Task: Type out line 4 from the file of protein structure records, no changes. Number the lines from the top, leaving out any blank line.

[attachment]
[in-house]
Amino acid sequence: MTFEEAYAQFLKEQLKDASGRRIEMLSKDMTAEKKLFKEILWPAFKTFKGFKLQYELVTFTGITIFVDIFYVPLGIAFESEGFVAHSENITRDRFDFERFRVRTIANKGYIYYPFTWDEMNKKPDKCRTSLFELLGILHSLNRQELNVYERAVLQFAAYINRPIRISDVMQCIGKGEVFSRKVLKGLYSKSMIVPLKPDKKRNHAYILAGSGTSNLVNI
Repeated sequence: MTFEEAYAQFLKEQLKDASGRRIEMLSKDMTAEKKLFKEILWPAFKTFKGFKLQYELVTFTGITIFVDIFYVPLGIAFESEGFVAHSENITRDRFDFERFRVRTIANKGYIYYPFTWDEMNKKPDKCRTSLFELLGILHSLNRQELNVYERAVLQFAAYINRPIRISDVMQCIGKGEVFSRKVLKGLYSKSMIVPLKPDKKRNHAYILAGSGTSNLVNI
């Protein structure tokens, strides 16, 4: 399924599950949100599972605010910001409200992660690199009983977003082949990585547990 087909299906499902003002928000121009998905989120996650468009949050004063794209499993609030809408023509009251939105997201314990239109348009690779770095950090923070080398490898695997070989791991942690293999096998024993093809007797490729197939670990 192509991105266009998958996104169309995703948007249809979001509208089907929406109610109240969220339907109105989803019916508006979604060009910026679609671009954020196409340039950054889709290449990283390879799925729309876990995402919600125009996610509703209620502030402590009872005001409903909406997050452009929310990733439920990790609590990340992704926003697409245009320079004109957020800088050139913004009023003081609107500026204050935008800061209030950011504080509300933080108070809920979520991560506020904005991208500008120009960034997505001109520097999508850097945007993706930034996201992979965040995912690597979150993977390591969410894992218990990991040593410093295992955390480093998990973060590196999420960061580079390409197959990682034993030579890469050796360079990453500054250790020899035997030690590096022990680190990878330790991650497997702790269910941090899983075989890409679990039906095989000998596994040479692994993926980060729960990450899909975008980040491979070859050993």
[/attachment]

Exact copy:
């Protein structure tokens, strides 16, 4: 399924599950949100599972605010910001409200992660690199009983977003082949990585547990 087909299906499902003002928000121009998905989120996650468009949050004063794209499993609030809408023509009251939105997201314990239109348009690779770095950090923070080398490898695997070989791991942690293999096998024993093809007797490729197939670990 192509991105266009998958996104169309995703948007249809979001509208089907929406109610109240969220339907109105989803019916508006979604060009910026679609671009954020196409340039950054889709290449990283390879799925729309876990995402919600125009996610509703209620502030402590009872005001409903909406997050452009929310990733439920990790609590990340992704926003697409245009320079004109957020800088050139913004009023003081609107500026204050935008800061209030950011504080509300933080108070809920979520991560506020904005991208500008120009960034997505001109520097999508850097945007993706930034996201992979965040995912690597979150993977390591969410894992218990990991040593410093295992955390480093998990973060590196999420960061580079390409197959990682034993030579890469050796360079990453500054250790020899035997030690590096022990680190990878330790991650497997702790269910941090899983075989890409679990039906095989000998596994040479692994993926980060729960990450899909975008980040491979070859050993």